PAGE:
Corporate Foundations webinar

This link is to a high-speed panel discussion, featuring Nicole and hosted by Trialogue, on Corporate “Foundations”

Trialogue’s primary research shows that 43% of companies surveyed in 2022 managed some or all of their corporate social investment (CSI) through a separate legal entity, 28% through trusts and 15% through non-profit companies. This is an increase from 35% in 2021.

On 30 March 2023, responsible business consultancy Trialogue hosted a webinar to explore the motivation behind setting up these separate entities, and to consider which may be best for corporate CSI.

The panellists included Tshego Bokaba (Group CSI Manager, Momentum Metropolitan Holdings), Arthur Mukhuvhu (General Manager, MTN SA Foundation), and Nicole Copley (founder of ngoLAW).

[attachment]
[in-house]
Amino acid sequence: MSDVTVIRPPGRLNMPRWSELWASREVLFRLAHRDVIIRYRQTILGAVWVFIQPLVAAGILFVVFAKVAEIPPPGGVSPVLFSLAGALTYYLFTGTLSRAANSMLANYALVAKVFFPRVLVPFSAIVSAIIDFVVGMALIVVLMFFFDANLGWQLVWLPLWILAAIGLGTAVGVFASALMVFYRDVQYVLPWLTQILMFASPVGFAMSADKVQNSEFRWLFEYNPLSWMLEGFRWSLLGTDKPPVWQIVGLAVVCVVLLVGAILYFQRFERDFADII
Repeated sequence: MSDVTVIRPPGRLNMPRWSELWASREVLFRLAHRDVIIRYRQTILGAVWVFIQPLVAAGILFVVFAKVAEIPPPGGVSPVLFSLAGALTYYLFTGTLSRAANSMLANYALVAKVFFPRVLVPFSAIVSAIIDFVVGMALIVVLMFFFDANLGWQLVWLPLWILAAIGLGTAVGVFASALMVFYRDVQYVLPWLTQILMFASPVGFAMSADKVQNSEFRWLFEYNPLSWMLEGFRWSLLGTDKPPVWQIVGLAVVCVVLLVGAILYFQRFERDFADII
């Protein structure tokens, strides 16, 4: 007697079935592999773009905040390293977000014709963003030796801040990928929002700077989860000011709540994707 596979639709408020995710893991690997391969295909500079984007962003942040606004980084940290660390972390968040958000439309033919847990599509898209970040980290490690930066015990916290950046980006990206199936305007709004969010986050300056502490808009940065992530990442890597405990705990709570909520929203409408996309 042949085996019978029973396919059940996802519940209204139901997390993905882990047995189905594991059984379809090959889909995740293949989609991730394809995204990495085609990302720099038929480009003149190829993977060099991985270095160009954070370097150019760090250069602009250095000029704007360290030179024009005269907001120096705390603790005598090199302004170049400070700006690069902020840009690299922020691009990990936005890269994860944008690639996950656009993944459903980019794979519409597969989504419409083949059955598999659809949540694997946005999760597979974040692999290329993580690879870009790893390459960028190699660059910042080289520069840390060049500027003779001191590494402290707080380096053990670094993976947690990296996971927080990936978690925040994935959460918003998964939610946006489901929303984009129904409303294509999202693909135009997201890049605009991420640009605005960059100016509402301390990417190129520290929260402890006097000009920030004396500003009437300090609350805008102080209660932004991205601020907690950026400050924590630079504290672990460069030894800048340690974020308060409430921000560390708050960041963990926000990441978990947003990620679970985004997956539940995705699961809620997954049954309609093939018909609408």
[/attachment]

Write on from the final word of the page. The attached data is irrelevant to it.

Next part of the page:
Three legal options for companies

Nicole Copley indicated that there are three legal options available to companies that do not wish to manage their CSI function internally. These are:

  • A voluntary association
  • A charitable trust
  • A non-profit company (NPC)

None of these entities can be owned, although they retain strong ties with the company funding them, and they can be registered as non-profit organisations.

“They all exist for a purpose, as against organisations that exist to make a profit,” Copley noted. It is recommended that organisations that want to raise funds externally should consider externalising the CSI function.

A voluntary association can be established under common law with no registration necessary, says Copley. It is inherently democratic and is often a grassroots or community-based organisation, with new committee members voted in each year. Although it is a quick and affordable option, companies may get into trouble as they may not want members, but donors will be under the impression they have them. This is generally not a good structure for CSI, according to Copley.